"You know, we've been fishing for a bigger fish and in this we caught a bass and that's great," Allison said in an interview Friday. The Doral branches are "not a huge deal, but it is an in-market accretive transaction. We're looking forward to getting to know these folks."

Allison said that, in recent weeks, he met with representatives from Popular, FirstBank and OFG Financial about co-bidding on Doral's franchise, ultimately attaching Home's prospects to bids by Popular and OFG. Popular's deal only included Florida, but OFG's bid would have also given Home control of Doral's New York operations.

"We would have taken it and run it," Allison said of the New York branches. "It would have been the first time you'd see me step out of my lane, but after visiting with those guys, we ended up liking it."

Popular said in a press release that an affiliate of J.C. Flowers & Co. participated in its alliance, gaining $316 million in mainland loans.

Overall, Doral's failure could reshape Puerto Rico's banking landscape, industry experts said.

"You're taking out a significant player," said Bert Ely of Ely & Co. "This ultimately reduces competition. Since it is such an isolated market, it would be hard to entice anyone new to come in."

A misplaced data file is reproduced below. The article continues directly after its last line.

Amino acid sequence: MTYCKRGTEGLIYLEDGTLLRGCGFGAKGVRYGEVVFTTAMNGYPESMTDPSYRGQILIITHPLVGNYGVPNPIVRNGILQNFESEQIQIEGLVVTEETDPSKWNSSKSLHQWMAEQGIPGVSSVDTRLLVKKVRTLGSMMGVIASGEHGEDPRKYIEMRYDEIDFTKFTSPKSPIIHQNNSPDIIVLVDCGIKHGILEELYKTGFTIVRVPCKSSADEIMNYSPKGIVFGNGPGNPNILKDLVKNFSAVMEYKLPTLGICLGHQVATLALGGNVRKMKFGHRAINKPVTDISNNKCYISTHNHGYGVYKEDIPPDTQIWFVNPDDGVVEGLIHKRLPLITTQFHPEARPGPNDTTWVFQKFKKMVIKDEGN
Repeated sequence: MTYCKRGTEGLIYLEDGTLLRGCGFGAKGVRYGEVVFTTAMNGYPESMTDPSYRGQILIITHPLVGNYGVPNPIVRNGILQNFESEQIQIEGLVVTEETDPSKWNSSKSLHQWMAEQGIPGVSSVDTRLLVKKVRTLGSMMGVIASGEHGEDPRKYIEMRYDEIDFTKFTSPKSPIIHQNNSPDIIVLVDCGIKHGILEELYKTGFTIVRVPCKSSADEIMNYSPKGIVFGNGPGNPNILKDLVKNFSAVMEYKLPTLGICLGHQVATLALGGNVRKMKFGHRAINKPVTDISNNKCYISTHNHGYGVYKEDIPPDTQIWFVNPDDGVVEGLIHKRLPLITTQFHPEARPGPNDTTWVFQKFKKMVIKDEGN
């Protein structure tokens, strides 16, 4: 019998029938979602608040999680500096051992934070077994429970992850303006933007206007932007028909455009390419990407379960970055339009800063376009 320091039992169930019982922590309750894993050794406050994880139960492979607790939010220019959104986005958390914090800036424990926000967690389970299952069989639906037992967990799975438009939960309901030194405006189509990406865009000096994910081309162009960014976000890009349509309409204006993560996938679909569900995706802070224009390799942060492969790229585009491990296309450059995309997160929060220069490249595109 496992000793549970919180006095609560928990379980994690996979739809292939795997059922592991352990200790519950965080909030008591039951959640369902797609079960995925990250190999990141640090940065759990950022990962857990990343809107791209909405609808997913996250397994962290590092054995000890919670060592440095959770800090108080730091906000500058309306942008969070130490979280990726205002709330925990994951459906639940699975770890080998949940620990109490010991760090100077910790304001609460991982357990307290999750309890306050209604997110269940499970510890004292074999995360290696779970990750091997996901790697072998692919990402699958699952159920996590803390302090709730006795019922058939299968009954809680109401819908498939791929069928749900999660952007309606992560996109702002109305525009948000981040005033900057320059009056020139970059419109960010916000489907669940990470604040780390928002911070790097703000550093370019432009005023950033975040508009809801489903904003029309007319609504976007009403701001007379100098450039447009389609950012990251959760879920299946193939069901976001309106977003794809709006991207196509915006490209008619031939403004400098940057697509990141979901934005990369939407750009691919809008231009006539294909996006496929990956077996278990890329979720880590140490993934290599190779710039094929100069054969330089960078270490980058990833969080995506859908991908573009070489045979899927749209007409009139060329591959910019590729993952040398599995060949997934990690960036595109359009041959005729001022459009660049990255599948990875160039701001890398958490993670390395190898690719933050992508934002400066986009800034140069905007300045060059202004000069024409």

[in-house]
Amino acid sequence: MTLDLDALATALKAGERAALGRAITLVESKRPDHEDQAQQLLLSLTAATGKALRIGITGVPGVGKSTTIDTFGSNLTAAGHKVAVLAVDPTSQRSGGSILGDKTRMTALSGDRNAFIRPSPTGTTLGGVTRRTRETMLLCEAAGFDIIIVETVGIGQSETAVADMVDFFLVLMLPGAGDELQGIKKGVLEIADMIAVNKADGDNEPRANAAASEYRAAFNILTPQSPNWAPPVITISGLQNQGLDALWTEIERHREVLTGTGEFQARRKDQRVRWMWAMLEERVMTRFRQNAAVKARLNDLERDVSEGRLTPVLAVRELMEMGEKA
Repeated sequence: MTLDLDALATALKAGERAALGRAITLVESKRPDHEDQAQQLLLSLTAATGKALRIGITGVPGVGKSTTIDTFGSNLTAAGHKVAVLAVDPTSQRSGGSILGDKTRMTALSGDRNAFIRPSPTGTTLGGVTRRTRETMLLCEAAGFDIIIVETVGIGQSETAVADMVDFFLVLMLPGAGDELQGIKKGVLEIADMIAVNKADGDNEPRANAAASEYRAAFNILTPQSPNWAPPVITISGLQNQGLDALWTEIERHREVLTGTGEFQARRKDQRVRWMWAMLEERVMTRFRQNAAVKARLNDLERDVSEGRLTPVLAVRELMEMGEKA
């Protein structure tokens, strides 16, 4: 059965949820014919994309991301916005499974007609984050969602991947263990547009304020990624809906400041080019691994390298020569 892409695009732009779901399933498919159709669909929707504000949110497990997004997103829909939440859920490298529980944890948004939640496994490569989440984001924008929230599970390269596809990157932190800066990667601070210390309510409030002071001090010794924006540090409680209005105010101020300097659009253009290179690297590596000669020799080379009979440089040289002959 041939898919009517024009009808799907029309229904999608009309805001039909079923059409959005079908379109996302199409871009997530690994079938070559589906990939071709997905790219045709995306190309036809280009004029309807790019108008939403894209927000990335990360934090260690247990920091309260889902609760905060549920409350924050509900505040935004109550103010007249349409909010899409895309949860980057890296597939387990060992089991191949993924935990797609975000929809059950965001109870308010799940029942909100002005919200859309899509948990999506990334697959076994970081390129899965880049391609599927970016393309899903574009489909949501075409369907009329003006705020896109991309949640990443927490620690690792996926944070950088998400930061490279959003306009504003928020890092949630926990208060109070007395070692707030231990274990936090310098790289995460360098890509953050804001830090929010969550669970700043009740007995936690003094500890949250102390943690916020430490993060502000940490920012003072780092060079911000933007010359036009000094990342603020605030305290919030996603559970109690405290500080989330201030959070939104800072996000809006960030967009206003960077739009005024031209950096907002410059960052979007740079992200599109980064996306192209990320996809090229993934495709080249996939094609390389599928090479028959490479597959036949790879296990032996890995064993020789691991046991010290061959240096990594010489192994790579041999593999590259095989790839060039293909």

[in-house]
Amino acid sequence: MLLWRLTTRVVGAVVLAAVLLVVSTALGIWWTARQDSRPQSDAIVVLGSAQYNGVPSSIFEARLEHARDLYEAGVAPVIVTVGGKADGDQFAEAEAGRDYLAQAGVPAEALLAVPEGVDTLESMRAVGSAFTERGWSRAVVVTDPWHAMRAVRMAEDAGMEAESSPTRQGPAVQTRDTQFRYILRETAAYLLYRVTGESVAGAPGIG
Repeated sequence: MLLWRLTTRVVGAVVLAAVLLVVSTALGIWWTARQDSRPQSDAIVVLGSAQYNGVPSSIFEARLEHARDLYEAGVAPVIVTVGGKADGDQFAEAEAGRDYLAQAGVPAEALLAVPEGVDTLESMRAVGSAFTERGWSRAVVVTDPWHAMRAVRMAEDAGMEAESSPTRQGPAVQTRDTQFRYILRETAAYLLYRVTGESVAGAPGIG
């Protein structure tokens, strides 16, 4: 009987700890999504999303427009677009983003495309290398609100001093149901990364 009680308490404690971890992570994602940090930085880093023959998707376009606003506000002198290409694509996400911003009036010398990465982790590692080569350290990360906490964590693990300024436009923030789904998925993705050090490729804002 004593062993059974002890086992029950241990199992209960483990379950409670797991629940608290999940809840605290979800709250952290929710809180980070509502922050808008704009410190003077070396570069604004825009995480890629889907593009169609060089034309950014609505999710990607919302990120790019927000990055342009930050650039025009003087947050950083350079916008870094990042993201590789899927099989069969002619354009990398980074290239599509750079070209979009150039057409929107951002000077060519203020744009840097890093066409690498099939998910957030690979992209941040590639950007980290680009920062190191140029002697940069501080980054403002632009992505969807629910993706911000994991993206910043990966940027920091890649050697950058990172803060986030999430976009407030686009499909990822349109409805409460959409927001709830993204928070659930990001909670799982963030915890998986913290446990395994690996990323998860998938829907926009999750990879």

Reduced competition might be a positive for the territory, Brodarick said. Puerto Rico now has just seven banks, but Brodarick said he still considers the area overbanked as the territory's economy continues to struggle and its population declines.

Doral's resolution may help spur other consolidation. The $5.9 billion-asset bank, which had struggled for the better part of a decade, was saved once before by a last-minute investment by a group of private equity investors.

Doral's most-recent, and ultimately damning, capital problems stemmed from a disagreement with the Puerto Rican government over a $230 million tax refund. The FDIC had ruled that Doral couldn't count the funds towards its Tier 1 capital. Doral never received the refund and was unable to raise enough capital to stave off failure.

"The company had been struggling with profitability and credit for a number of years," Brodarick said. "Even if it hadn't been closed, it would have been hard for the company to stay independent. It is probably good to have this resolved. I think any further consolidation would have been delayed until it was."

The New York branches were "the most attractive part" of the deal because of the lenders and the commercial business, Carrion said, adding that the deal is an example of further expansion Popular might do in New York.

"This complements our operations" in New York, Carrion said. "There is a very good lending team and portfolio there."

There were a few different permutations of bids for Doral, including one where Popular bid on the whole bank, Carrion said. But Popular had not negotiated to buy Doral in an open-bank transaction prior to the closure, he said.

The Puerto Rican assets Popular bought included two pools of performing single family residential mortgages and $100 million of performing commercial loans. In the U.S., the assets were primarily commercial, including commercial real estate. 

Robert Barba and Paul Davis contributed to this report.